On this week’s program, Google Earth and mountaintop-removal mining, a museum dedicated to miners, and a man with AIDS tells his story.
Archive for November 2007
Hugh Caperton, the owner of Harman Mining, discusses why he doesn’t think the Supreme Court treated him fairly in his lawsuit against Massey Energy. On Nov. 21, the court overturned a $50 million verdict against Massey that had ballooned to $76 million with interest. This segment also includes Dan Ringer, the host of the “The Law Works” on West Virginia PBS, discussing the case and other issues concerning the Supreme Court. It aired Nov. 29, 2007, on Outlook.
By Suzanne Higgins and Russ Barbour
Even if you haven’t heard of him, you’ve certainly heard his music. His songs include “Jackson,” made famous by Johnny Cash and June Carter Cash; “Coward of the County” and “Coal Tattoo.”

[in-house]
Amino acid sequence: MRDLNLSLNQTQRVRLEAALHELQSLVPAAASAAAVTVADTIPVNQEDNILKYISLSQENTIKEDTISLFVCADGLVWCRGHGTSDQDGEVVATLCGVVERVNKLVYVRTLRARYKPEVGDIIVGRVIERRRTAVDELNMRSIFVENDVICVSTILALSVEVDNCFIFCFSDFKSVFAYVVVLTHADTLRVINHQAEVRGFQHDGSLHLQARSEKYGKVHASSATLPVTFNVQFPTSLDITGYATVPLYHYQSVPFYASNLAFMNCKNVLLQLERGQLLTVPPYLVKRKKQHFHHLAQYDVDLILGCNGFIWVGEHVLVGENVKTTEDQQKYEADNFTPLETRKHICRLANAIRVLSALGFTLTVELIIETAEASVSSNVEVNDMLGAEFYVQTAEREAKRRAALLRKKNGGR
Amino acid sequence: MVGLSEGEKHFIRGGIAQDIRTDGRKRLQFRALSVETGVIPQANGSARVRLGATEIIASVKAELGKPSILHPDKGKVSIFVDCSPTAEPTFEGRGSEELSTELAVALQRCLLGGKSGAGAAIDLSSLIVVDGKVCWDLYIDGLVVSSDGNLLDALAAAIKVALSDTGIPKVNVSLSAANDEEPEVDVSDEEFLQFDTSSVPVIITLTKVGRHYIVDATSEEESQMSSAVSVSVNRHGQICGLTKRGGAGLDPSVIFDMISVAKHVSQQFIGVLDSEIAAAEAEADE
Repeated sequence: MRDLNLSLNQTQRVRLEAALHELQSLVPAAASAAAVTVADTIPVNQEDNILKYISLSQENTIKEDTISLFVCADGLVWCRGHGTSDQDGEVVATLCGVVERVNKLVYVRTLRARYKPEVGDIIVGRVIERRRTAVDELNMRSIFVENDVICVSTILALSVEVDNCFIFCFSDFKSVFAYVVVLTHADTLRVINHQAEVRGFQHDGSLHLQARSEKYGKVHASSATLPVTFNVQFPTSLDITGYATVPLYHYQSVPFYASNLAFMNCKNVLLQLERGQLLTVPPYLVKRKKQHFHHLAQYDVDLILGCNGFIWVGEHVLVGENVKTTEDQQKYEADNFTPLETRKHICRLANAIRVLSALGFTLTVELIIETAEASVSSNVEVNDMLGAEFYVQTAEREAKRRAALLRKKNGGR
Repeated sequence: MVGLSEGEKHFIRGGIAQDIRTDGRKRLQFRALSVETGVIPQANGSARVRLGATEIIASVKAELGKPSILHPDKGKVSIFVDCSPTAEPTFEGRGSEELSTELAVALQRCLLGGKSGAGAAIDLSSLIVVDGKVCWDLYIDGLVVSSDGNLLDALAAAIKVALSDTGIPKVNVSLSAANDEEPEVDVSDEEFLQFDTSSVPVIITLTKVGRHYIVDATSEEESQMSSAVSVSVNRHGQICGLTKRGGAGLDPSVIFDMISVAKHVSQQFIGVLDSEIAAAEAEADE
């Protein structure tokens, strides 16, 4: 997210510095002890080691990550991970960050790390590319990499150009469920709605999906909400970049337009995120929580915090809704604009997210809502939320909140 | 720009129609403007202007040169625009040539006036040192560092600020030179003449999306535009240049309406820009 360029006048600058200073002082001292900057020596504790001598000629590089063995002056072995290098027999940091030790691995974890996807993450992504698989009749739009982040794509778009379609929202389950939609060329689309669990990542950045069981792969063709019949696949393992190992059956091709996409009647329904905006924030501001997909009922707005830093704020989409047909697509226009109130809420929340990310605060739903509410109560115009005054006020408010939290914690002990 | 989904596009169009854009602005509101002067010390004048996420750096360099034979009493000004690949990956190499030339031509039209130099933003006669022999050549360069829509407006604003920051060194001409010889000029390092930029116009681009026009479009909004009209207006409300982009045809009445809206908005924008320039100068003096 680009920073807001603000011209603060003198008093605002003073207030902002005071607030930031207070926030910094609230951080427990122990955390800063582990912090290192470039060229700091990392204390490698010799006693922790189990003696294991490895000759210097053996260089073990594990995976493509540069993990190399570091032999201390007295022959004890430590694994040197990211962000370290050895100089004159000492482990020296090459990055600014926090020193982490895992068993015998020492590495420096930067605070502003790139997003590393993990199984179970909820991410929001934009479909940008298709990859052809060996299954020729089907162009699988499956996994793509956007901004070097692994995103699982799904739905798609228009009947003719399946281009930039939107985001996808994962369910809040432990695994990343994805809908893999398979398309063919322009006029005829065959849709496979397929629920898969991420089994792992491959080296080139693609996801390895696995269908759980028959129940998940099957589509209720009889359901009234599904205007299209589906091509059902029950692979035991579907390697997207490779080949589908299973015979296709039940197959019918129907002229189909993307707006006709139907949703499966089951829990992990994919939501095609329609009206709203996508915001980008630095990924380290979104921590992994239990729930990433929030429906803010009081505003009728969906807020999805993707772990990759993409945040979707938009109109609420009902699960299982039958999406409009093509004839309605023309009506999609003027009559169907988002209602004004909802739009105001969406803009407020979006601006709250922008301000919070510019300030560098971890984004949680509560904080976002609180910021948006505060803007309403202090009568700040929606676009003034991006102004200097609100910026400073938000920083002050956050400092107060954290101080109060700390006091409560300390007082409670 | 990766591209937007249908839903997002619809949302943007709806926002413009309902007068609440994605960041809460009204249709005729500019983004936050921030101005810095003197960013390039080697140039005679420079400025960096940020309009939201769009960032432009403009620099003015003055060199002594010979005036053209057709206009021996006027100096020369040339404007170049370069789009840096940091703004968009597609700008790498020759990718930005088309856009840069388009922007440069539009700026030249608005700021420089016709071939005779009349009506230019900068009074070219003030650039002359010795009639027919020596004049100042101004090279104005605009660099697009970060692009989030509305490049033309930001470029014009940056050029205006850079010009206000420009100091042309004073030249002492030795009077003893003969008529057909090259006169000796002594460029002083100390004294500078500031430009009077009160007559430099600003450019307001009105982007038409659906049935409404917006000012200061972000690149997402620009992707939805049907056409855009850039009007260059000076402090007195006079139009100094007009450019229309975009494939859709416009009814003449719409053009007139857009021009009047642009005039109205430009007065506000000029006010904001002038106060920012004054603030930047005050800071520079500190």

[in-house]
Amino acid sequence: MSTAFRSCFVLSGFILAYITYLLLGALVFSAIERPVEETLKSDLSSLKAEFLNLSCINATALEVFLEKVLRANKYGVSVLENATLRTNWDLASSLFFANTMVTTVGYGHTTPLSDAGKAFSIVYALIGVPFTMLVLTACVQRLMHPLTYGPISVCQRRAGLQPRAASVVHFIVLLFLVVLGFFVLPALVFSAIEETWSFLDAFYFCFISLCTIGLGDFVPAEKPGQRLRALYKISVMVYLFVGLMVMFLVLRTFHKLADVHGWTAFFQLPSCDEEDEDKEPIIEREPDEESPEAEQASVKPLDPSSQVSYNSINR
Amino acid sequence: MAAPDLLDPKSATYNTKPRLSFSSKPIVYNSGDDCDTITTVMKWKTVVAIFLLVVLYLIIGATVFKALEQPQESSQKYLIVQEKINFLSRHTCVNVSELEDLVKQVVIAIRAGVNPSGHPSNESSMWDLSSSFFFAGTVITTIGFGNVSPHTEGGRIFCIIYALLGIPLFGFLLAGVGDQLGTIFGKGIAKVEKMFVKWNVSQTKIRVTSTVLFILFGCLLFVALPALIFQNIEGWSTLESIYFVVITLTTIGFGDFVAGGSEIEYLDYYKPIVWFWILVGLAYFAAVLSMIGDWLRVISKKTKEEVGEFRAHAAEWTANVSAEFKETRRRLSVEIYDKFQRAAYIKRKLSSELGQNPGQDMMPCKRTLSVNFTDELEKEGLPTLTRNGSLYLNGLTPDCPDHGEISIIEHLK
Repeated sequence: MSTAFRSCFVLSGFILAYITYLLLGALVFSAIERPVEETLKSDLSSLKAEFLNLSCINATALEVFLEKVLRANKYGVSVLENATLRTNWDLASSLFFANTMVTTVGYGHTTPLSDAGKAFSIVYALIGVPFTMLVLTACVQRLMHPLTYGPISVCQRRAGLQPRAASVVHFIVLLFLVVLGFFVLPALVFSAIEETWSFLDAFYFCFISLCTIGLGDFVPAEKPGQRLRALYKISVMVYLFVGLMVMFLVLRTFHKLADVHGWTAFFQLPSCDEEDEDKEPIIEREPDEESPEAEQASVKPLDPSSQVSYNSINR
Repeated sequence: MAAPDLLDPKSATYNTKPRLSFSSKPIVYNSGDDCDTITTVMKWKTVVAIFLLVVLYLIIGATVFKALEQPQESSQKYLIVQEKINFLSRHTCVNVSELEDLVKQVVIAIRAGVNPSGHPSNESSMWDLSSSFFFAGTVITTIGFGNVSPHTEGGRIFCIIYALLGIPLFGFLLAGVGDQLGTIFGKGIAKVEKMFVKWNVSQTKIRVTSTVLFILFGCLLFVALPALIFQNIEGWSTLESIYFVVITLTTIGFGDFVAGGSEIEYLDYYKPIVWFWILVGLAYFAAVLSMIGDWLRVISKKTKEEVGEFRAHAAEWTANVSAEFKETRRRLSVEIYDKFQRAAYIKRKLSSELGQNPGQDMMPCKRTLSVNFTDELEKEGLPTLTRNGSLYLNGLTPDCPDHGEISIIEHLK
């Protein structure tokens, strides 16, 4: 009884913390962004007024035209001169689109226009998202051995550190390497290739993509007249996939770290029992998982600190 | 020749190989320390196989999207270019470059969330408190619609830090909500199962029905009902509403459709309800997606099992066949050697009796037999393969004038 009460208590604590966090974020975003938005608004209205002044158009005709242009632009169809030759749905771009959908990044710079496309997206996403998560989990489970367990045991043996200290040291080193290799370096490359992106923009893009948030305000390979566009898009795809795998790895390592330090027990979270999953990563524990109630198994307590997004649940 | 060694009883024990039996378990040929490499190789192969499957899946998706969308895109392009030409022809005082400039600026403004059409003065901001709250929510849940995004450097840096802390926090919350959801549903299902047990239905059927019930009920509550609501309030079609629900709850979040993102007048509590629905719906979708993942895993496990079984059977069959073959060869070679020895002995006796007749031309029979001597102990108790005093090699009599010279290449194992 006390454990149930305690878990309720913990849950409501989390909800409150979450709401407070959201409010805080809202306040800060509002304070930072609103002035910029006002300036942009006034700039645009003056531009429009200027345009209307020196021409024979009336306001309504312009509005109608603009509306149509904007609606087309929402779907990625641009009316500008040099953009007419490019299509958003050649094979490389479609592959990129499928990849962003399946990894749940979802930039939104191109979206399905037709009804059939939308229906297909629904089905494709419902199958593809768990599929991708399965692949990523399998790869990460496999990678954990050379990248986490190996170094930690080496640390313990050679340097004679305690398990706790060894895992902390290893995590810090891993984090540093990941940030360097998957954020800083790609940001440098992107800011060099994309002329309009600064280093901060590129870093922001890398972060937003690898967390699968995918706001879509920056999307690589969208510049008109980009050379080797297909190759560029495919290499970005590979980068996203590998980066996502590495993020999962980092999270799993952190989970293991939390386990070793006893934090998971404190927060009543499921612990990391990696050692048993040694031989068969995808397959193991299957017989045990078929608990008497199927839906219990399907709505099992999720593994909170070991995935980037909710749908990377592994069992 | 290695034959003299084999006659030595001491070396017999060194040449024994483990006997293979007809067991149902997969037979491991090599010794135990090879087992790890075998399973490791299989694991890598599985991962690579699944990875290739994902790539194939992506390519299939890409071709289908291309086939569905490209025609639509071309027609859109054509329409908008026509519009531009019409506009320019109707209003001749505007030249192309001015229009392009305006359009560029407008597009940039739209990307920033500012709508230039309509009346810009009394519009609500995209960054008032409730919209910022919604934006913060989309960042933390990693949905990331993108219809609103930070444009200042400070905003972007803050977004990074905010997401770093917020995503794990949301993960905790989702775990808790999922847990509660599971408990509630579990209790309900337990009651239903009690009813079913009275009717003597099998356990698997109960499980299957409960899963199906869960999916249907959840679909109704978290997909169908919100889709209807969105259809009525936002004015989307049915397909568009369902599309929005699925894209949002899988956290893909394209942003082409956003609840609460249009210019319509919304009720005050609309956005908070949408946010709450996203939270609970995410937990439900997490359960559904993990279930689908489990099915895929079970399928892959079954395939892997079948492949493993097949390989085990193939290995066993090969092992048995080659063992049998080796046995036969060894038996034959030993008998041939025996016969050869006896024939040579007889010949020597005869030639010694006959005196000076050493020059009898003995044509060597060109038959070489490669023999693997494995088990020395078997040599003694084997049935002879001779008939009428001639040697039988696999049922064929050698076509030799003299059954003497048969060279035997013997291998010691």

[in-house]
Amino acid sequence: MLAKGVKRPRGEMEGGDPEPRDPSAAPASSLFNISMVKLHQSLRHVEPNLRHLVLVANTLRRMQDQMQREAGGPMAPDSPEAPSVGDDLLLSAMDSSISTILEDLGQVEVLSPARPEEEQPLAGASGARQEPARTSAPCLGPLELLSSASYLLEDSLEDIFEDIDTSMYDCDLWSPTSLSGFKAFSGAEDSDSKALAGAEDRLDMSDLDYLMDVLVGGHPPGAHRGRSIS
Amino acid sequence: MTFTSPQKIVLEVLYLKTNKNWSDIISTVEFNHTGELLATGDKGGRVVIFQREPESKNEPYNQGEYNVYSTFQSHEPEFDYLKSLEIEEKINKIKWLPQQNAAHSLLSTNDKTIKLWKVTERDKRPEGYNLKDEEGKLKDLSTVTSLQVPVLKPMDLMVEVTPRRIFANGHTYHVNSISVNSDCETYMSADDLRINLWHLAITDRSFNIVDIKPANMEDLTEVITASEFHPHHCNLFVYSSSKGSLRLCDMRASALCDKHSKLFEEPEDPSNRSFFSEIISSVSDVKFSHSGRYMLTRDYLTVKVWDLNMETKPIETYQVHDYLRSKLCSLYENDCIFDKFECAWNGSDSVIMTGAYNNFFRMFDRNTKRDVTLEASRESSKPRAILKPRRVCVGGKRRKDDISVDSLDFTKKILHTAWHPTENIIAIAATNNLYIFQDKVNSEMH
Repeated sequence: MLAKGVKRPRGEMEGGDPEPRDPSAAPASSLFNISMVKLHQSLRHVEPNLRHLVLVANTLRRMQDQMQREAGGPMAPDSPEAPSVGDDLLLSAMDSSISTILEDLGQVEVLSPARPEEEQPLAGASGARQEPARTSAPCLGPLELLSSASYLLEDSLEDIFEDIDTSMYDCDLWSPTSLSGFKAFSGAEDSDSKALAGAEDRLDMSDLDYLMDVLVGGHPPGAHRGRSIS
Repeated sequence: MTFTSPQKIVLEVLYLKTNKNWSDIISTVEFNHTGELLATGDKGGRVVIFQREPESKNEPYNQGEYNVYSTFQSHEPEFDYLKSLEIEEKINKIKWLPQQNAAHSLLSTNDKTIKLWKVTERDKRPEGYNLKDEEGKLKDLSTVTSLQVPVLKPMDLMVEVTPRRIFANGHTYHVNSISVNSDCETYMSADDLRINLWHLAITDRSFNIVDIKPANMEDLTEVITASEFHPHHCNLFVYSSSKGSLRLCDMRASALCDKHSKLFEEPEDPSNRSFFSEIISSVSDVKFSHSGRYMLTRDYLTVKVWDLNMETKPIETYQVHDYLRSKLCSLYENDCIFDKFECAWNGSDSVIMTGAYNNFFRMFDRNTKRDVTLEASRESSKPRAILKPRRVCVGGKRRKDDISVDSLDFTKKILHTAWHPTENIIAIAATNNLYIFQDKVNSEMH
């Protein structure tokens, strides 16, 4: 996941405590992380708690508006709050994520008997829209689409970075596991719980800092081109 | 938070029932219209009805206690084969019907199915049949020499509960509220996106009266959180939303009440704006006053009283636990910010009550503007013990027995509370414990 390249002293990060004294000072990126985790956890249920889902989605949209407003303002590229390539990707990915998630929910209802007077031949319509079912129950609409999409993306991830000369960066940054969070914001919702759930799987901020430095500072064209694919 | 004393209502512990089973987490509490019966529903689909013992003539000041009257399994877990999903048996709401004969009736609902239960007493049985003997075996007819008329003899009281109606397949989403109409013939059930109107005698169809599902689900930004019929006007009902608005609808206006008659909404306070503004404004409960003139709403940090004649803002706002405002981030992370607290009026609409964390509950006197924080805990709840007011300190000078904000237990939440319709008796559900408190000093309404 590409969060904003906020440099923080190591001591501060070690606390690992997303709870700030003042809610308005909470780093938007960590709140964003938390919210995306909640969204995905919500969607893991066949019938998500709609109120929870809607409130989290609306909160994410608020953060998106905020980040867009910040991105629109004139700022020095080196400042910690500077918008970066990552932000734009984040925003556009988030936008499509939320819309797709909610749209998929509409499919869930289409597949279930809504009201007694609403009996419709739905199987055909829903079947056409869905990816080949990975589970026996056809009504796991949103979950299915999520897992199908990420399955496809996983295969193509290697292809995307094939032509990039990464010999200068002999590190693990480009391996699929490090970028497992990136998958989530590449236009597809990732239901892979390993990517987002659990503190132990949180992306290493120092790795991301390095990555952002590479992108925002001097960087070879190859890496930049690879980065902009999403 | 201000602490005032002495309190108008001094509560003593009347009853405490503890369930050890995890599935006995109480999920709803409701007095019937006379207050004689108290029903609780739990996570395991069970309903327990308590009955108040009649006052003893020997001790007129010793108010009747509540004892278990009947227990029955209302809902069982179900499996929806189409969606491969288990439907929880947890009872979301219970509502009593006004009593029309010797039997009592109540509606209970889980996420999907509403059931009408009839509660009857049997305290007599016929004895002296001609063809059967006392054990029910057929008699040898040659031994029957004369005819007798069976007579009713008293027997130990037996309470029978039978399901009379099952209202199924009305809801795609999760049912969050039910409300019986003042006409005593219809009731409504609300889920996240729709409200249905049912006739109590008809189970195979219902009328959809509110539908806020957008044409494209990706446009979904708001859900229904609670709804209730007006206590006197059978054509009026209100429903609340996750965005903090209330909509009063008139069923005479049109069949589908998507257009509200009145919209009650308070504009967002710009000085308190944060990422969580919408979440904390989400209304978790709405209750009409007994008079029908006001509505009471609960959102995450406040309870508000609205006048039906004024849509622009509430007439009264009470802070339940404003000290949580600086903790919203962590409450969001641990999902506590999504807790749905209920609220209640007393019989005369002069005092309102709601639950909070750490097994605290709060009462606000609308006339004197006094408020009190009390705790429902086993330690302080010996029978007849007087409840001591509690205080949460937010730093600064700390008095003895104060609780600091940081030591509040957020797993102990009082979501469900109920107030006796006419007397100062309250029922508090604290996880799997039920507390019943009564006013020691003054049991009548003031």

He spoke to Suzanne Higgins on the day he was inducted into the West Virginia Music Hall of Fame. In this profile, Billy Edd explains how West Virginia is especially reflected in his work. This story first aired Nov. 29, 2007, on Outlook. A radio version ran Dec. 10, 2007, on West Virginia Morning.
By Scott Finn
Environmental activists who are trying to stop mountaintop removal mining have a new ally – Google.com. Appalachian Voices, a non-profit organization based in Boone, N.C., has teamed with Google Earth Outreach to launch a new tool. It allows people to type their zip code onto a web page and see their direct connection through their electricity to mountaintop removal coal.
It’s part of a pilot project by Google Earth Outreach, the new philanthropic arm of Google.com. Rebecca Moore of Google Earth Outreach says the new web tool grabs people’s attention in a new way.
“When you turn on your light switch, here are the mountaintops in Appalachia that were blown up, essentially, to provide the coal for your personal electricity,” Moore said.